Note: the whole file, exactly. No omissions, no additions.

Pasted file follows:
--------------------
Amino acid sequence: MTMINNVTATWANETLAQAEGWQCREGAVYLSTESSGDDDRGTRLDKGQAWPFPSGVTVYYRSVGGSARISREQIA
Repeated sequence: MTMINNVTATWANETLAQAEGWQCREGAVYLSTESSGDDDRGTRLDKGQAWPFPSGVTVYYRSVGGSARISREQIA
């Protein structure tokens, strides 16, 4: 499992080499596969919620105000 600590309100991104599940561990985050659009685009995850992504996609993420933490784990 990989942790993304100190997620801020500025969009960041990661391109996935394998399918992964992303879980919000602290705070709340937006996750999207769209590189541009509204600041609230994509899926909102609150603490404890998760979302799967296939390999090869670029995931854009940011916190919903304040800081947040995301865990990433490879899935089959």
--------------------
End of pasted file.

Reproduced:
Amino acid sequence: MTMINNVTATWANETLAQAEGWQCREGAVYLSTESSGDDDRGTRLDKGQAWPFPSGVTVYYRSVGGSARISREQIA
Repeated sequence: MTMINNVTATWANETLAQAEGWQCREGAVYLSTESSGDDDRGTRLDKGQAWPFPSGVTVYYRSVGGSARISREQIA
């Protein structure tokens, strides 16, 4: 499992080499596969919620105000 600590309100991104599940561990985050659009685009995850992504996609993420933490784990 990989942790993304100190997620801020500025969009960041990661391109996935394998399918992964992303879980919000602290705070709340937006996750999207769209590189541009509204600041609230994509899926909102609150603490404890998760979302799967296939390999090869670029995931854009940011916190919903304040800081947040995301865990990433490879899935089959």